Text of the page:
Lynnfield,  September 21 2018

Lynnfield resident opens Encore store with former frat brother

 By Christopher Roberson

 

In the fall of 2013, 10 years after graduating from Villanova University, Lynnfield resident Casey Paton reached out to his former fraternity brother Mark Lisavich with a business proposal.

Paton said he and his family had just moved to Lynnfield from New York City, where he had a career in finance. Lisavich had been a software engineer at Raytheon.

“I think both of us were suffering from a bit of burnout and the desire to do something more creative, more entrepreneurial,” said Paton. “For me personally, I had my first son in New York City and really didn’t want to raise a family down there – I’m a New England guy through and through.”

Soon thereafter, Paton learned that Lisavich had left the world of technology and was studying fashion and design at Bay State College in Boston’s Back Bay.

“I basically said, ‘I have this idea for a music-inspired t-shirt line called Encore; what do you think?’ We got together for lunch, talked a bit about ideas and then things just moved forward from there,” said Paton.

Encore was launched in late 2014 with the catchphrase “Life is Short. Play it Loud.” After establishing an online store, www.encoreapparel.com, partnering with 25 boutiques nationwide and participating in 250 direct selling events, Paton and Lisavich opened their store at 303 Newbury St. in Boston on Sept. 9.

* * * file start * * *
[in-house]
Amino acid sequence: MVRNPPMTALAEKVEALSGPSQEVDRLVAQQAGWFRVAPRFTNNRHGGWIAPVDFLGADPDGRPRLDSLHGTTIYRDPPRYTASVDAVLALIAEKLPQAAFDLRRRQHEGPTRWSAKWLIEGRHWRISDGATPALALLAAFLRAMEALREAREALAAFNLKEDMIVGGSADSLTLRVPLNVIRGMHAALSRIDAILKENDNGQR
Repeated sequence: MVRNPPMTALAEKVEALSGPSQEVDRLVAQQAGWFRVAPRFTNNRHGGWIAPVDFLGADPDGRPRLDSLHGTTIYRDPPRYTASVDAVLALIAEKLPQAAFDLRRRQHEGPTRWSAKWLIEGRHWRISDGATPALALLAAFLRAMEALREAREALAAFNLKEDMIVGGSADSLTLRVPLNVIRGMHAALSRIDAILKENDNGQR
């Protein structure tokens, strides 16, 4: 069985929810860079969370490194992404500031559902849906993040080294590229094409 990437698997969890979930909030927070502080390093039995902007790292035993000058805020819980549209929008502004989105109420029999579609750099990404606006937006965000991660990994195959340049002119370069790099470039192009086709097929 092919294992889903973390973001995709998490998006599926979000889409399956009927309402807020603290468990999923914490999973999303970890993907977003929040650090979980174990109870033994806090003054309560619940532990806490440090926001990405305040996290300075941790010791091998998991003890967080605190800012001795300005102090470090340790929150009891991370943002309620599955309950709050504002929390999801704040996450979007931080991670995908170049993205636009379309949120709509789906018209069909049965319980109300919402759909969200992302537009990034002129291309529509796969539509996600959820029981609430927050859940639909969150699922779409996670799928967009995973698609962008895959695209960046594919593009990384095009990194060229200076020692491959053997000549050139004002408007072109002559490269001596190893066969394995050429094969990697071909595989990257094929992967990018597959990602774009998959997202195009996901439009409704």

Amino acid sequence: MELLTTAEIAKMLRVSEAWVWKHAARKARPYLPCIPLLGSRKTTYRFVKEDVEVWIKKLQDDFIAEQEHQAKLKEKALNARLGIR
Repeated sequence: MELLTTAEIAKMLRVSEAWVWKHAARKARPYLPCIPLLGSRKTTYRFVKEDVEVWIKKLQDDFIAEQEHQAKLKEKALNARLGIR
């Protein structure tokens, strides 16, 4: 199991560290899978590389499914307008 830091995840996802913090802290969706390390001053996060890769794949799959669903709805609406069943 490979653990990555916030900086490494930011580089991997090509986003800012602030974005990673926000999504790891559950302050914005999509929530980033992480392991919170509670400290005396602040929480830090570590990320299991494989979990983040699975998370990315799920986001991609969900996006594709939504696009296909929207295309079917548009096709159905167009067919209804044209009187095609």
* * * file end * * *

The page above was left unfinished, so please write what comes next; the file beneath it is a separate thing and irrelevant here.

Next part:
“The biggest obstacles were mainly financial and the fact that we were working with a very tight timeline,” said Paton. “It’s very expensive to be on Newbury Street, and we only had about three-and-a-half weeks to turn the retail space into an extension of the Encore brand.”

Paton and Lisavich also launched a kick-starter campaign to “build an initial community of supporters around the design vision for 303 Newbury.”

“Honestly, we didn’t really know what to expect by putting the campaign out to people, but ultimately we had 85 supporters back the vision, and we hit our full financial target,” said Paton.

He described how Encore is different from other apparel shops. “We’ve taken a passion for music and entrepreneurship and built a creative, unique and authentic lifestyle brand around it,” said Paton. “All our t-shirts come packed in custom record sleeves, which nobody else does; that provides our customers with a piece of artwork in addition to a cool shirt.”

Paton said he is pleased with Encore’s sales performance since its opening two weeks ago. “For a local brand that not many people know about, I feel like we are holding our own against the big multinational companies on Newbury Street,” he said. “We’ve already had several people come into the store and tell us that we stand out not only among retailers on Newbury Street, but among retailers all across the country. Maybe that stems from the fact that we built the entire Encore brand from scratch.”

In addition, Paton and Lisavich recently launched Project Encore: 50 Makes 1. For every 50 t-shirts sold, Encore will donate one guitar to a high school music department or to a nonprofit organization.

Since its infancy, Encore has had partnerships with the Music Department at Charlestown High School, the Rock Off Main Street Program in Natick and Little Kids Rock in New Jersey.

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